Travis Macdonald

To When Ever They Don’t

by Paul Killebrew*

Everything the soul throws is wholly
inside the horrible shoebox of a skull, but still

I forget: How a desire waits between me
and anyone else, twists its little invisible

things into the resonating edges … How to
get the girl to “I do” into a family … How all true
going is taking … And then the weather

hangs triumphant from the hospital moon a while,
the stiff yogurt clouds strung there, they drift
into a line to ring the rising points the sun
expresses through others. I feel better

about the breeze, feel better than the person
I have lived as for someone else. But just today

I’d like to be the room
my things know. To live off
the temples of work, scoring matter
on the problem itself. To be
“Like, anyway…”


* from Flowers, “Invisible Scoring” 


This Fall

by Mark Lamoureux*

When them thick clay limbs
clamor, grove of sticks

on the ground, the irrefutable
ghosts come contained

with this sack of visages & scarves. We bury
the blood each day & say

“This justice drinks.” The sea
is prodded with a portentous swirl.

A warm torrent still sings
the gourds up from the ground.

The arid bones throw them
unwanted tontine shadows. Around

the hill, we repel a fragrant air
with the herbs & the potions of this

dip, the bowl wherein
the stars are many & swerve

as one.
As is.


* from Spectre, “Tontine”

A Note on the Process

Despite the potentially deceptive titles, these poems are solely the “original” work of the poet Travis Macdonald. They were composed by rearranging the words of others into an entirely new order and form. The poems from which they are adapted, and the books where those poems can be found, are footnoted beneath each poem.

Travis Macdonald is the author of two full-length books of procedural poetry – The O Mission Repo [vol.1], an erasure of The 9/11 Commission Report, and Nostradamus, an N+7 treatment of Nostradamus’ quatrains. In his spare time, he co-edits Fact-Simile Editions with his wife (and past Posit contributor) JenMarie. In 2014, Travis was the recipient of a Pew Fellowship in the Arts for Literature. He is happy to be here with you.

Editors’ Notes (Posit 9)


Welcome to Posit 9!

We love this first issue of 2016, which makes us think, in a number of different ways, about the expansive potential of artistic innovation. First, there is the incorporation and re-appropriation managed by the procedural poetry of Carlo Matos and Travis Macdonald, offering glimpses of the erased and remixed words of writers like Simone Muench, Mark Lamoureux, and Paul Killibrew. In addition, there is the implicit dialogue between new and previous work by returning contributors — in this issue: Darren C. Demaree, Howie Good, and Travis Macdonald. All of which reminds us of the extent to which art is, by definition, about incorporation and re-imagination, whether it is Anis Shivani’s Great Wall, Howie Good’s tornado, Robert McBrearty life story, Eileen Tabios’s litany of wonders and horrors, or the alchemical transformation of source material aced by every artist (visual as well as literary) featured in this exciting issue. So, it is with great pleasure that we invite you to peruse:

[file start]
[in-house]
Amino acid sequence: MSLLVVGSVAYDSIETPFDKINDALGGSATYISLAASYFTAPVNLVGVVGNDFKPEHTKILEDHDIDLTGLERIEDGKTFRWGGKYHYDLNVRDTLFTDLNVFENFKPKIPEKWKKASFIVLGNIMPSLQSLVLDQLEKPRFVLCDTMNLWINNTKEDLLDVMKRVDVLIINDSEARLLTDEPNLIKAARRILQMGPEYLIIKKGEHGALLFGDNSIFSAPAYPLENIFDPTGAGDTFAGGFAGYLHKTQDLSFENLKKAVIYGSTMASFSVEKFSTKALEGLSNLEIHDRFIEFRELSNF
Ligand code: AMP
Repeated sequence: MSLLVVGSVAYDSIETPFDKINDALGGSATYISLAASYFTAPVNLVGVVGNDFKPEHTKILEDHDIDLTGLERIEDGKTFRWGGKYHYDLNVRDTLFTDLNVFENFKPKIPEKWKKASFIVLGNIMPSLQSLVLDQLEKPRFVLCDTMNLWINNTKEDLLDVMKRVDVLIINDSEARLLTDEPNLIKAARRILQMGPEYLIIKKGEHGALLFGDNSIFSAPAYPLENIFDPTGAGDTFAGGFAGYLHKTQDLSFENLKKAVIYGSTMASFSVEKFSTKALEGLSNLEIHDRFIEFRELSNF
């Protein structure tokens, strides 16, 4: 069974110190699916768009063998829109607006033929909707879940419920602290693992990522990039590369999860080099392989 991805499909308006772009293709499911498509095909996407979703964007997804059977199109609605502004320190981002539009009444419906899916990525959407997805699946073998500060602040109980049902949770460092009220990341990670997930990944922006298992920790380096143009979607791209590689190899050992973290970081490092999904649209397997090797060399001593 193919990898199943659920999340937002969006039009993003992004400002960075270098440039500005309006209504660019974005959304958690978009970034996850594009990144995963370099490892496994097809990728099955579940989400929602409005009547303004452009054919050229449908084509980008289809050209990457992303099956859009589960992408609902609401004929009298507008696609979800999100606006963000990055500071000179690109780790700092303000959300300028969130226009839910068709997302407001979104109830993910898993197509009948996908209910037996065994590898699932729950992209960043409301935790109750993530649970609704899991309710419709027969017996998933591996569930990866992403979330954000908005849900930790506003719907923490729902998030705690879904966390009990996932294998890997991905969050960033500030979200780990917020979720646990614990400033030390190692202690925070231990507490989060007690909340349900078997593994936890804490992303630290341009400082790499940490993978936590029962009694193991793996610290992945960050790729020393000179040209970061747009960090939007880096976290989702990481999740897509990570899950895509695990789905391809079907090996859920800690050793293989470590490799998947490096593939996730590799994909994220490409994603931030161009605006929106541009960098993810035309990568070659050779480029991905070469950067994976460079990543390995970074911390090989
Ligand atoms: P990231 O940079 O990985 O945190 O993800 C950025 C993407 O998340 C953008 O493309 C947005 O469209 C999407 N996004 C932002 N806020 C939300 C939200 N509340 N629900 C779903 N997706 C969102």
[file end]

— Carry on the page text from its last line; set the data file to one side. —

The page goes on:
Darren C. Demaree’s spare, suggestive, “quiet, lowered /. . . roaring/ . . .& ecstatic” probings of identity, intimacy, and the quest for grace;

Samantha Duncan’s smart, tightly-wound, vivid constructions tracking a paradoxical “graduation from the gradient” via “veins that listen” to her extremely telling “curl/ of words;”

Raymond Farr’s wistful prosody, revealing “the sublime the ironic like a 5 o’clock shadow” where “love is a man ruled by the sun & not the itch in his bones” and “even this sad yellow paint has seven shades of itself;”

Howie Good’s somber prose poems populated by “a new god seated on a throne of razor wire,” “gray gulls, their shrieks like symptoms of dementia,” and “words, some bandaged, others still bleeding” mercifully leavened by irony, imagination, and even love;

Maja Lukic’s quietly intense evocations of cityscapes furnished with “gutted wind” and a sky which “promises to rain / money bags and emoji,” or offers snow like “cracked glitter, paw imprints in new dustings, / effigies of our old breath, frozen in the air;”

Travis Macdonald’s compelling remixes of poems by Killibrew and Lamoureux, demonstrating “how all true/going is taking” and raising intriguing questions about the relationship between vocabulary and voice;

Carlo Matos’ haunting erasures of Simone Muench’s Wolf Centos (themselves reconfigurations of other poetic texts), troubling our assumptions about center vs periphery, absence vs presence, and the loud voice of the unsaid, “when tenderness/nestles down/with her she-mask” — “sans teeth, sans/you;”

Robert Garner McBrearty’s impossibly compressed microfiction, in which the task of writing his companion’s life story deteriorates to stunning effect;